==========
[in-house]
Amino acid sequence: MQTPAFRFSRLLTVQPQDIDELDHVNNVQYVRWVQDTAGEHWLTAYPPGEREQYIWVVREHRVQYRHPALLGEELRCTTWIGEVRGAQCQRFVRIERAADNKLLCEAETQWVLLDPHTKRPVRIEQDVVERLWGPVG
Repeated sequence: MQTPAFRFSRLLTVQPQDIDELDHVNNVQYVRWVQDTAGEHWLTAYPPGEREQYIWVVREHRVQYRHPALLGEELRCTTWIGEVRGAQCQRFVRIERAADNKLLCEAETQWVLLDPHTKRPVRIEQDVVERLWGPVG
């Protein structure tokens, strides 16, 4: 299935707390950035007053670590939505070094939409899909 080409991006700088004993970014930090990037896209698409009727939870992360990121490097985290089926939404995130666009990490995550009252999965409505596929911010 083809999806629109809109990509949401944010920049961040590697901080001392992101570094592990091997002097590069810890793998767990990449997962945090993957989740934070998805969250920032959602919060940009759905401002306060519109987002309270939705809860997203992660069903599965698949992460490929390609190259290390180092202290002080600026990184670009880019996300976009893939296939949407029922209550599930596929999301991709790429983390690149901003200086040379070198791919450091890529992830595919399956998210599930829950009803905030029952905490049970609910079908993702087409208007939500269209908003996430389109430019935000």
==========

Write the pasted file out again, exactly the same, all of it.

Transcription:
[in-house]
Amino acid sequence: MQTPAFRFSRLLTVQPQDIDELDHVNNVQYVRWVQDTAGEHWLTAYPPGEREQYIWVVREHRVQYRHPALLGEELRCTTWIGEVRGAQCQRFVRIERAADNKLLCEAETQWVLLDPHTKRPVRIEQDVVERLWGPVG
Repeated sequence: MQTPAFRFSRLLTVQPQDIDELDHVNNVQYVRWVQDTAGEHWLTAYPPGEREQYIWVVREHRVQYRHPALLGEELRCTTWIGEVRGAQCQRFVRIERAADNKLLCEAETQWVLLDPHTKRPVRIEQDVVERLWGPVG
């Protein structure tokens, strides 16, 4: 299935707390950035007053670590939505070094939409899909 080409991006700088004993970014930090990037896209698409009727939870992360990121490097985290089926939404995130666009990490995550009252999965409505596929911010 083809999806629109809109990509949401944010920049961040590697901080001392992101570094592990091997002097590069810890793998767990990449997962945090993957989740934070998805969250920032959602919060940009759905401002306060519109987002309270939705809860997203992660069903599965698949992460490929390609190259290390180092202290002080600026990184670009880019996300976009893939296939949407029922209550599930596929999301991709790429983390690149901003200086040379070198791919450091890529992830595919399956998210599930829950009803905030029952905490049970609910079908993702087409208007939500269209908003996430389109430019935000």